Willett finally caught up with the rearguard of the Loyalist army at Canada Creek in eastern New York. What happened next remains the source of some disagreement. Some sources say the conflict was prefaced with verbal exchanges: One witness remembered Butler taunting, “Shoot and be damned,” and another, “kiss [my] posterior.” From what we know of Butler, all could be true. As a mist came down across the water, there was a burst of firing, with several men hit on each side. The enemy fire slackened and ceased, and after a pause the Continental scouts, the Oneidas, some troops, and finally Colonel Willett forded the chilling creek. There were several bodies on the opposite bank. One of them wore a gold-laced hat. They pulled it off and saw a bullet hole in the head, then someone, possibly Willett himself, recognized the man as Walter Butler, seriously wounded but still alive. An Oneida warrior proceeded to end that by scalping him. Willett had achieved his goals: Butler was dead and so severely was this victory over Major Ross felt, that not only through the rest of the winter but during the following campaign of 1782, no considerable force of the enemy, in one body, at any time appeared.
Willett was just forty-three years old when the war ended, with a sterling war record and still, as it turned out, more than half his life still ahead of him. There was much yet to do. His strong reputation with Washington landed him an assignment in 1790 to persuade the Creek Indians and their leader, Alexander McGillivray, to continue treaty efforts. The Creeks were causing trouble to the settlers of Kentucky and Tennessee. Willett was successful and a delegation of Creeks under McGillivray visited New York City, then capital of the United States, resulting in the Treaty of New York.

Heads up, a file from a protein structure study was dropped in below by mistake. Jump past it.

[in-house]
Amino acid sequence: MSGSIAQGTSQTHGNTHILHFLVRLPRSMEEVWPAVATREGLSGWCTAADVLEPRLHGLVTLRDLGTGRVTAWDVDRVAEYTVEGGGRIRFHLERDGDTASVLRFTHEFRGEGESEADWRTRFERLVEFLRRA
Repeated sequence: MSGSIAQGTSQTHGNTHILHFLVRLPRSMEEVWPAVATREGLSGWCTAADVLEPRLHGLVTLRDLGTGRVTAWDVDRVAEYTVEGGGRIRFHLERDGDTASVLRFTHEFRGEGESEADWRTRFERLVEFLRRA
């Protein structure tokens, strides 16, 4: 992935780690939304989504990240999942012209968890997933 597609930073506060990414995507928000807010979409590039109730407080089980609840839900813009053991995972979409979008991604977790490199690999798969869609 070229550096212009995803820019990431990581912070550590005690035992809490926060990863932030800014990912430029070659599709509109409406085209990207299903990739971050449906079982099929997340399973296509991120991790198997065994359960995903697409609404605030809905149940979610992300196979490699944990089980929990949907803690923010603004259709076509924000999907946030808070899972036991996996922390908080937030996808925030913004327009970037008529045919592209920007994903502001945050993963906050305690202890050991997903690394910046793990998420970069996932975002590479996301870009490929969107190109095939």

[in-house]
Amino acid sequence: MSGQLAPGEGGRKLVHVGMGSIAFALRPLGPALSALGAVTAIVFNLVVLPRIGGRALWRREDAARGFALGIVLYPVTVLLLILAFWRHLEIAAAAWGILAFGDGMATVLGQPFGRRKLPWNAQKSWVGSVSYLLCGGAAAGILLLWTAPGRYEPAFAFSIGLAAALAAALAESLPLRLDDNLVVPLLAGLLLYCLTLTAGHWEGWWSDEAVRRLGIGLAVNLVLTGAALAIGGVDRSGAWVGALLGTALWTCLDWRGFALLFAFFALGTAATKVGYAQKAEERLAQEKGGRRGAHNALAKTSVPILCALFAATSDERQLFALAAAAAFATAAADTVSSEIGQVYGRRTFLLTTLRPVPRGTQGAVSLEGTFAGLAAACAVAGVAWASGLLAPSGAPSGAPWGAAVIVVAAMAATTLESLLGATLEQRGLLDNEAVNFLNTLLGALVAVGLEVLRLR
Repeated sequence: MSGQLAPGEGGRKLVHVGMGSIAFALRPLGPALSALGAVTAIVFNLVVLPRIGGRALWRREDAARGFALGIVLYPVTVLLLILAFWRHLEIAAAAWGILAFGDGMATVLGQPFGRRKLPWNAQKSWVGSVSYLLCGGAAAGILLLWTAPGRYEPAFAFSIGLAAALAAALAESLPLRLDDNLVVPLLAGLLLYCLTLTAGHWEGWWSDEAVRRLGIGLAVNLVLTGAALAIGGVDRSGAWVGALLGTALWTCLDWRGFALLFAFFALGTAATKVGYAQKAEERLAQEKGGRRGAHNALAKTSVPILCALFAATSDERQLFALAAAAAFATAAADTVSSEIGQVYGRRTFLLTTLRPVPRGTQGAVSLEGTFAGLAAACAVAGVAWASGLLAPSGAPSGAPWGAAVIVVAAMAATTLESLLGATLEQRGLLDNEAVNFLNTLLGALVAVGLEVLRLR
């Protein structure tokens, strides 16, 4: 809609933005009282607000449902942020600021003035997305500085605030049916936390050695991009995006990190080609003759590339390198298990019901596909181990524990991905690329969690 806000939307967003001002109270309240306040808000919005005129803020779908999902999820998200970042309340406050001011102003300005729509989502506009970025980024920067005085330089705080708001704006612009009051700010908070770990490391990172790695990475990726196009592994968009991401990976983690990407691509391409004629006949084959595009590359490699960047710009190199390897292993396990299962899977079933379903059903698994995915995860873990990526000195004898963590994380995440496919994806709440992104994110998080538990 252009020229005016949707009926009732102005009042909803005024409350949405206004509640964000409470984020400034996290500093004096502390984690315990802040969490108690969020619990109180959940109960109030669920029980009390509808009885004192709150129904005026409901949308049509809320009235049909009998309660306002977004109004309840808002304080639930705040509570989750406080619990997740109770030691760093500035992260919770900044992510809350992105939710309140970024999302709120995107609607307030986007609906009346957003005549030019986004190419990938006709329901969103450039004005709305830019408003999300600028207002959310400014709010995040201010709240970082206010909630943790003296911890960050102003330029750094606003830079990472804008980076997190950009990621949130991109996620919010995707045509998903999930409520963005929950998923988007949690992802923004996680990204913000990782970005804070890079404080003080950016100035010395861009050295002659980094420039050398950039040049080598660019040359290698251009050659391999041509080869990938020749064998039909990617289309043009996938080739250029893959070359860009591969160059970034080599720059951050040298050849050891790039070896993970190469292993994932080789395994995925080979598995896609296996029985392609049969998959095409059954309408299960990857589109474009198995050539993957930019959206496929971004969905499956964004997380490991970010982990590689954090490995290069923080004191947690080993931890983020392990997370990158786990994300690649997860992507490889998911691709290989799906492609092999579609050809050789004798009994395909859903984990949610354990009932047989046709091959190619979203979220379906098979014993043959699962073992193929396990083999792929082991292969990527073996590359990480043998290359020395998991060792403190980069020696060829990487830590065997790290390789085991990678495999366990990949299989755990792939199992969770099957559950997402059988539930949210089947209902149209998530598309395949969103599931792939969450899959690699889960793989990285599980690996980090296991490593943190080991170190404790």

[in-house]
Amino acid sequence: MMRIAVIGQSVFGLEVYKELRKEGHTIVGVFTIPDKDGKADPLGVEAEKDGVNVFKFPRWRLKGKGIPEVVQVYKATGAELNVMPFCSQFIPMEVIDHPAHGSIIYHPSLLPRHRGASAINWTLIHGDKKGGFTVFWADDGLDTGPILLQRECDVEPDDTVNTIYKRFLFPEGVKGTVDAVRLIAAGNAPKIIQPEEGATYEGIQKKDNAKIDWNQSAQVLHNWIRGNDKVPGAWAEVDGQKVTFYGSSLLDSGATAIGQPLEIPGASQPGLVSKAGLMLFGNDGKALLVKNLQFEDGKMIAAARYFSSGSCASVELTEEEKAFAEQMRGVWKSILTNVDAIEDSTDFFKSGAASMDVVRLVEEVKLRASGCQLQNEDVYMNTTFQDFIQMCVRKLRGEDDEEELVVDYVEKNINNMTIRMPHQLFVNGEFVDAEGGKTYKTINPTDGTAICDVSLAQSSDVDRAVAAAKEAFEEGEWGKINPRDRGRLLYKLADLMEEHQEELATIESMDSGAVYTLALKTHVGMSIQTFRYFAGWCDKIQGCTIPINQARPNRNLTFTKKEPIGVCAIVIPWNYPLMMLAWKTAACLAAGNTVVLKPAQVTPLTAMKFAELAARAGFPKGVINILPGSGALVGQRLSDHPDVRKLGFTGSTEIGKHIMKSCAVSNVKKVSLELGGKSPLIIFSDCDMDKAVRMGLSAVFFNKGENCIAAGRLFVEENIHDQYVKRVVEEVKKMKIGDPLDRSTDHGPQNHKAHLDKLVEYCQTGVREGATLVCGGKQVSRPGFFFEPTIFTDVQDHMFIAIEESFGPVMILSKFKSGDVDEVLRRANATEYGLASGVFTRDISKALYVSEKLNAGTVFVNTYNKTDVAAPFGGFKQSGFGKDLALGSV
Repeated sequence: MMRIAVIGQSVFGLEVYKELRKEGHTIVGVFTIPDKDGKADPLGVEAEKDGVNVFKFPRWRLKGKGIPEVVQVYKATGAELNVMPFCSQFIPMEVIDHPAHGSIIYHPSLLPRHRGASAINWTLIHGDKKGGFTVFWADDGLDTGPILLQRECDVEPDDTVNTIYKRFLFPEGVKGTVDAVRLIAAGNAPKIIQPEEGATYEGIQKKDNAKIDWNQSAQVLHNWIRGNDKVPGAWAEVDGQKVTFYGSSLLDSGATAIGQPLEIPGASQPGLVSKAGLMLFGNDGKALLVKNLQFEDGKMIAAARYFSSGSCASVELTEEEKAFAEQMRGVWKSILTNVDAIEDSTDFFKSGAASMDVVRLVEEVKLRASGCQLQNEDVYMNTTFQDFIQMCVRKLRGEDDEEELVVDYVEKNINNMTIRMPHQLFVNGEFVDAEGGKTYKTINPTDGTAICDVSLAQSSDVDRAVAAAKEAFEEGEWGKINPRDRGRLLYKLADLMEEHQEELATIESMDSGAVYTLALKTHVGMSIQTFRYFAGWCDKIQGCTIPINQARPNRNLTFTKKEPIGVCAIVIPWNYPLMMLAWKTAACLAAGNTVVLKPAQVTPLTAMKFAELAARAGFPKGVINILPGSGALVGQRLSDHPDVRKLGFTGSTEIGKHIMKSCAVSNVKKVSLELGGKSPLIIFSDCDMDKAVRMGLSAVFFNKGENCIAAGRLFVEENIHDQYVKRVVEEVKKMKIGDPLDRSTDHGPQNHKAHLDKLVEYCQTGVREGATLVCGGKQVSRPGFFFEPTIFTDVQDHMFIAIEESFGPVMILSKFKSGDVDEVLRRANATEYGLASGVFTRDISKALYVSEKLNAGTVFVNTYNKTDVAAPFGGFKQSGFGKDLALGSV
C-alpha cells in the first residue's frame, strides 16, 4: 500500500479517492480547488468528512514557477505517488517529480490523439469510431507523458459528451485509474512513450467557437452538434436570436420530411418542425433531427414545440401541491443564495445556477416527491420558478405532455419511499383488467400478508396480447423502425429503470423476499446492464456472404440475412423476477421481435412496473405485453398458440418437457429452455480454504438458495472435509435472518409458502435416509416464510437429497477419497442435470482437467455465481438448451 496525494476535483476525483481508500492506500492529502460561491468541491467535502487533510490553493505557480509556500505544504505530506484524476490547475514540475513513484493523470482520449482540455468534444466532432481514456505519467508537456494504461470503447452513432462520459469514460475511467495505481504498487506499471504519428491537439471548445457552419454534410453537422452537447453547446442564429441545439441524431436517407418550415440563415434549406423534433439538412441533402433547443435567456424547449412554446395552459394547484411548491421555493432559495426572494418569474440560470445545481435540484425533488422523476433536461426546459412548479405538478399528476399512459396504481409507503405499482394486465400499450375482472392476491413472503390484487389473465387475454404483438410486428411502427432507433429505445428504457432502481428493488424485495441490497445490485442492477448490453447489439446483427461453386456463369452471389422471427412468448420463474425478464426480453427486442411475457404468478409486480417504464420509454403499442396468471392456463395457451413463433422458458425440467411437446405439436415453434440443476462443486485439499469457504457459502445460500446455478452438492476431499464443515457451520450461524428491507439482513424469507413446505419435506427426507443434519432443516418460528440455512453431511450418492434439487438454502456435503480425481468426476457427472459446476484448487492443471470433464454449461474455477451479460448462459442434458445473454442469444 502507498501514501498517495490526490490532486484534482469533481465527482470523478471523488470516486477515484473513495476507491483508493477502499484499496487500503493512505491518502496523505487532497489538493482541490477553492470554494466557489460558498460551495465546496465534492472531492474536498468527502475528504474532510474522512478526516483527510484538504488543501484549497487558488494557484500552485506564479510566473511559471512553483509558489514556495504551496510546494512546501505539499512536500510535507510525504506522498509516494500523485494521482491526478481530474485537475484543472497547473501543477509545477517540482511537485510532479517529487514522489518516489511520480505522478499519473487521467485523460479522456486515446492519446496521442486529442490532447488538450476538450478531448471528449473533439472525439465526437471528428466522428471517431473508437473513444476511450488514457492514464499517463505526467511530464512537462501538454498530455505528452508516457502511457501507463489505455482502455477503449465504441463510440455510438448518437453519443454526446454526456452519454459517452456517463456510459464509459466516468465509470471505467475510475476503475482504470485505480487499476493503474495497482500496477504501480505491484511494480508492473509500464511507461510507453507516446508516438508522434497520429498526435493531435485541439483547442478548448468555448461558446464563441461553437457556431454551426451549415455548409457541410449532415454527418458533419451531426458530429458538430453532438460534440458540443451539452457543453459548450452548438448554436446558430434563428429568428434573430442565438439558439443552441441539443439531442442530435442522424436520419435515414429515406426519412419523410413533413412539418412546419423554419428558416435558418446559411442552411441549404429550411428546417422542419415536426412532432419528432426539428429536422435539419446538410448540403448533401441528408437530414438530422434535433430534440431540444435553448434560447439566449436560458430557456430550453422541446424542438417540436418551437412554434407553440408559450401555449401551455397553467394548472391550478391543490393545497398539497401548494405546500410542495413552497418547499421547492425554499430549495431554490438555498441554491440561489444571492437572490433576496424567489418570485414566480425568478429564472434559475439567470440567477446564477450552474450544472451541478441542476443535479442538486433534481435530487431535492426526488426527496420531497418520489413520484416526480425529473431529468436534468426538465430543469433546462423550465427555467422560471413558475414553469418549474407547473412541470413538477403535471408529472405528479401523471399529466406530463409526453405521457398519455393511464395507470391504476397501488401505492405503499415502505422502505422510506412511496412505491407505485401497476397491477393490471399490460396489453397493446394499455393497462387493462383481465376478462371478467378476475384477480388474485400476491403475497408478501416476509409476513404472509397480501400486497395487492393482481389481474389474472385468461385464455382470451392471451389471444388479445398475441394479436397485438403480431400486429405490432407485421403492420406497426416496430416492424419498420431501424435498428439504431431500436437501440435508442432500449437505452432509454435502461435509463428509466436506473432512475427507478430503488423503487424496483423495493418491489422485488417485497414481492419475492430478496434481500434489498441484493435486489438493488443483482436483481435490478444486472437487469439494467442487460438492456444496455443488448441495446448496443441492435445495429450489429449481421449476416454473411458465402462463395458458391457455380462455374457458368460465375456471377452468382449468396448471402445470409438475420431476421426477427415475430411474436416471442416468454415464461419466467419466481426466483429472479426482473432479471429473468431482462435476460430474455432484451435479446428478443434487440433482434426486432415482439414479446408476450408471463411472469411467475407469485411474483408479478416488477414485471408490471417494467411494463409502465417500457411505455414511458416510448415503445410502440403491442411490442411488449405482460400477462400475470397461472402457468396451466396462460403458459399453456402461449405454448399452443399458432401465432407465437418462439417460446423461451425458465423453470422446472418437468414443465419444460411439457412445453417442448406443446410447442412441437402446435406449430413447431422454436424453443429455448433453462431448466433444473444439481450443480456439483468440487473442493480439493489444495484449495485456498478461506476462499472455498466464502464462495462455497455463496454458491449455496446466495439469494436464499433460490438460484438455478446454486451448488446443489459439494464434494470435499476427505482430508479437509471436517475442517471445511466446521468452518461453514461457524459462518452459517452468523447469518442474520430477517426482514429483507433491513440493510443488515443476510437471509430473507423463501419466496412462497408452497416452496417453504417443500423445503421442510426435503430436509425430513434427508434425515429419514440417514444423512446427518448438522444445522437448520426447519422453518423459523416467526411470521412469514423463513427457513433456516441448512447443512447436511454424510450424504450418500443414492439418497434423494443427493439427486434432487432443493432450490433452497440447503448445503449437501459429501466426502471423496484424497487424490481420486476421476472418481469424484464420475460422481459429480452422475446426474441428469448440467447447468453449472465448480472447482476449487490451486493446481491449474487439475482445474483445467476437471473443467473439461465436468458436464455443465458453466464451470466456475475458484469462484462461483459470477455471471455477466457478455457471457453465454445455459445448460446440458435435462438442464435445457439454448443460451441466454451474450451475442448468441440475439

As was the case with many of the former New York “Liberty Boys,” he aligned himself with the Anti-Federalist party. He was appointed by New York Governor Clinton to two terms as Sheriff of New York City, from 1784-1787 and 1790-1795. Ironically, this put him in charge of suppressing any actions like the ones he was in the middle of as a Son of Liberty.